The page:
Drug dogs train­ing in va­cant homes

Joondalup Times - - NEWS - Laura Pond

THE Depart­ment of Com­mu­ni­ties is part­ner­ing with po­lice to as­sist with ca­nine drug de­tec­tion train­ing.

Po­lice han­dlers un­der­take reg­u­lar train­ing ses­sions with their dogs, of­ten seek­ing va­cant homes so ca­nines have to com­pete with var­i­ous scents to lo­cate hid­den drugs.

The depart­ment is help­ing by link­ing of­fi­cers di­rectly to homes that are un­tenanted and await­ing rede­vel­op­ment or sale.

The Times re­cently at­tended a train­ing ses­sion with mem­bers of the WA Po­lice’s Mounted and Ca­nine Op­er­a­tions di­vi­sion at an empty house to watch the teams in ac­tion.

Dog han­dlers Se­nior Con­sta­bles Fran­cois Bekker and Craig Garth and their dogs, labrador Sonic and Ger­man shep­herd Max, were able to de­tect as lit­tle as one gram or a drug pill in two units used to hide the drugs.

Each dog has its own re­sponse – ei­ther pas­sive or ac­tive. Max freezes when he finds the drugs, while Sonic scratches at the spot of the stash.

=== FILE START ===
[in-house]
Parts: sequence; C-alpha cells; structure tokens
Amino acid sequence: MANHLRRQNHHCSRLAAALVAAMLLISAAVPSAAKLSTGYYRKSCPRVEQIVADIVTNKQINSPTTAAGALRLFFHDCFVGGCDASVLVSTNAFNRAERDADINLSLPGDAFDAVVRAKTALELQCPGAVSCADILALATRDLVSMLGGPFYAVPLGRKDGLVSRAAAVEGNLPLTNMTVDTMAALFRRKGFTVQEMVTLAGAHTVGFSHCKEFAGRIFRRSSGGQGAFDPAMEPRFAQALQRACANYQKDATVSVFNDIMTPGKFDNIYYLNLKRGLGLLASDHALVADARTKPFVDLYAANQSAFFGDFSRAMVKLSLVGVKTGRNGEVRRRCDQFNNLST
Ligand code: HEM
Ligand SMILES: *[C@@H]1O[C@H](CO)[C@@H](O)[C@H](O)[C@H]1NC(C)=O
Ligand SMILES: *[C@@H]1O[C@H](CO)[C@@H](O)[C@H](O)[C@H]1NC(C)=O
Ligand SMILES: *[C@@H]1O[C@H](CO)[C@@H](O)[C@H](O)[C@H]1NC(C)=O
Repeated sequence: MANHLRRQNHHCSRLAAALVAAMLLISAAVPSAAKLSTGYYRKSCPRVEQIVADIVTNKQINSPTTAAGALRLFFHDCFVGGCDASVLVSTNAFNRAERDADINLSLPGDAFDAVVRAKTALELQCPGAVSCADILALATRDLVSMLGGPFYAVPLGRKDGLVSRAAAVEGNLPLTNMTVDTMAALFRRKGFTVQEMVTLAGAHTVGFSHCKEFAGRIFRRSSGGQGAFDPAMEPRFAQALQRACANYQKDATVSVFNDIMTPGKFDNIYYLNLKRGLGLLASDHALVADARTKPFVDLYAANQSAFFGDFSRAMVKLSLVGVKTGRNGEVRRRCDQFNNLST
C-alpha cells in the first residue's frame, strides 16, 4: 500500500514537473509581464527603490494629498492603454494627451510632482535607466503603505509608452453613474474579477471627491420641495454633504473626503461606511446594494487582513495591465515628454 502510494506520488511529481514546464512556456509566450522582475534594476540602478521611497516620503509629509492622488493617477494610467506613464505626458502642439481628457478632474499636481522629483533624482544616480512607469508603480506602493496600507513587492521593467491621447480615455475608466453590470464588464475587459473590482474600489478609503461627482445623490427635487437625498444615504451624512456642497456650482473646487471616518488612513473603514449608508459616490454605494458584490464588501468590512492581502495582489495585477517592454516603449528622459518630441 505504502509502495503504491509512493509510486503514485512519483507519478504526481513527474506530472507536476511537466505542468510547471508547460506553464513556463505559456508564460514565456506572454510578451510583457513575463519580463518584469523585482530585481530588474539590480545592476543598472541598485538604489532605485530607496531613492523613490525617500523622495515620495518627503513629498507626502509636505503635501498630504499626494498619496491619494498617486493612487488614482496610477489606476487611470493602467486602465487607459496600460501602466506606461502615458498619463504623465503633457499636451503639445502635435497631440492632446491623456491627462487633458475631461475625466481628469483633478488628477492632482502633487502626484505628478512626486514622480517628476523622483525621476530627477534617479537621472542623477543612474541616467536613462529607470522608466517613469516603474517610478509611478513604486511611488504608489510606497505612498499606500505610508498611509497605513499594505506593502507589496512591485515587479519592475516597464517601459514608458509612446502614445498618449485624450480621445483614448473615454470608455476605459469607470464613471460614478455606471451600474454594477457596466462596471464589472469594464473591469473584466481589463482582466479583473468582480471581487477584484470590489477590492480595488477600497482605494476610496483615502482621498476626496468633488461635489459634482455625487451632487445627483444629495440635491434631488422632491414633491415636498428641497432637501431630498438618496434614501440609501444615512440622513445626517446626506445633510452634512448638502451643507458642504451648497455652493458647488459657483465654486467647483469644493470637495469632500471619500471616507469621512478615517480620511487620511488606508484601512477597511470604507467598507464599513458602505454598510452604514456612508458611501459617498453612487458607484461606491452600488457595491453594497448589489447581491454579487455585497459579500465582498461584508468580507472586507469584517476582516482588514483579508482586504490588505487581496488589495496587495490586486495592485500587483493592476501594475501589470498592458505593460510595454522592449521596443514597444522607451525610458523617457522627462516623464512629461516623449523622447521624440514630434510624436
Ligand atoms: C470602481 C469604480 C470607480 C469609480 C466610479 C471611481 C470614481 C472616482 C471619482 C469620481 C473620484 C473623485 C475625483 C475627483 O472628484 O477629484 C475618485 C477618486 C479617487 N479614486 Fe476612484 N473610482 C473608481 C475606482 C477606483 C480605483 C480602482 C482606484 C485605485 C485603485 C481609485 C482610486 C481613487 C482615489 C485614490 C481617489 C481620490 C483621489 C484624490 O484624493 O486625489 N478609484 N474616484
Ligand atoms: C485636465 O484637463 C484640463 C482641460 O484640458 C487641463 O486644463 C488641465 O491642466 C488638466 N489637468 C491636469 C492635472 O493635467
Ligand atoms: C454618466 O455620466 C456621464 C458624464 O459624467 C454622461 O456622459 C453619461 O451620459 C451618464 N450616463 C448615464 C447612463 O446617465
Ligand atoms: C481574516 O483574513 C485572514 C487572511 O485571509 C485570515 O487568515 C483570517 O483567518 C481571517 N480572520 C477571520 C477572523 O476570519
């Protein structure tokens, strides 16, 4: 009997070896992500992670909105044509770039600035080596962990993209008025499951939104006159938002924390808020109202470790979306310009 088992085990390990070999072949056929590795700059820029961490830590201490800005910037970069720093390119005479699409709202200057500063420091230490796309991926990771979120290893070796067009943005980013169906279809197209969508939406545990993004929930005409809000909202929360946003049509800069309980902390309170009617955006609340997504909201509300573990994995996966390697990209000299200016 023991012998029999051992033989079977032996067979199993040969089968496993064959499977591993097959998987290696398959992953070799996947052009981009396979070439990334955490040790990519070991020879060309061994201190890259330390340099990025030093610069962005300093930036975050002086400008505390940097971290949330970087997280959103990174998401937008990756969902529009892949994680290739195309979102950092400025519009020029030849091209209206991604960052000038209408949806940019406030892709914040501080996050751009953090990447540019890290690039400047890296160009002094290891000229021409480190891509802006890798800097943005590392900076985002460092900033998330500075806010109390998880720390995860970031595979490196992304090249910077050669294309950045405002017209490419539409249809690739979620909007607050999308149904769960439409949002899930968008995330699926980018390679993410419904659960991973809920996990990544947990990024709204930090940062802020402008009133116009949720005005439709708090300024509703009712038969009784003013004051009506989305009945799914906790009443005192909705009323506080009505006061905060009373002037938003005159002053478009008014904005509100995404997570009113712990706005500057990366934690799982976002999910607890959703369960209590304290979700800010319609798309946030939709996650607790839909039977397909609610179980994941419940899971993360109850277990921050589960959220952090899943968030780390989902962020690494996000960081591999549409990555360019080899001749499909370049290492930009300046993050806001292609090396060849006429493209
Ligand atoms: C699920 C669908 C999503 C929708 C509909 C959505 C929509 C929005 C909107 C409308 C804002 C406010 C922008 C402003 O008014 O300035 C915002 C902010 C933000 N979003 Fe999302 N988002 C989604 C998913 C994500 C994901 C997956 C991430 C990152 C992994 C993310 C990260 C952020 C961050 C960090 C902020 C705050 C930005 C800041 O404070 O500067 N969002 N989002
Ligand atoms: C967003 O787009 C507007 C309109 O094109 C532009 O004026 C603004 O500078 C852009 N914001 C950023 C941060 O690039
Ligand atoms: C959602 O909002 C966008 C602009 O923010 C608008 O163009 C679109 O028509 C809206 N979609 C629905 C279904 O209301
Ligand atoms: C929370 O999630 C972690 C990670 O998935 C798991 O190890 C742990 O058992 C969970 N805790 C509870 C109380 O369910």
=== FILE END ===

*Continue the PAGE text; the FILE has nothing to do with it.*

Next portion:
Se­nior Con­sta­ble Tom Fer­gus­son said the more re­al­is­tic prac­tice sce­nar­ios would bet­ter equip the ca­nine recruits for de­tect­ing drugs.

“You also get the ben­e­fit of a high visual po­lice pres­ence at va­cant prop­er­ties that can help to de­ter crim­i­nal ac­tion,” he said.

Pic­ture: Martin Ken­nealey www.com­mu­ni­typix.com.au d480312

Dog han­dler Se­nior Con­sta­ble Fran­cois Bekker with Max.

Newspapers in English

Newspapers from Australia

© PressReader. All rights reserved.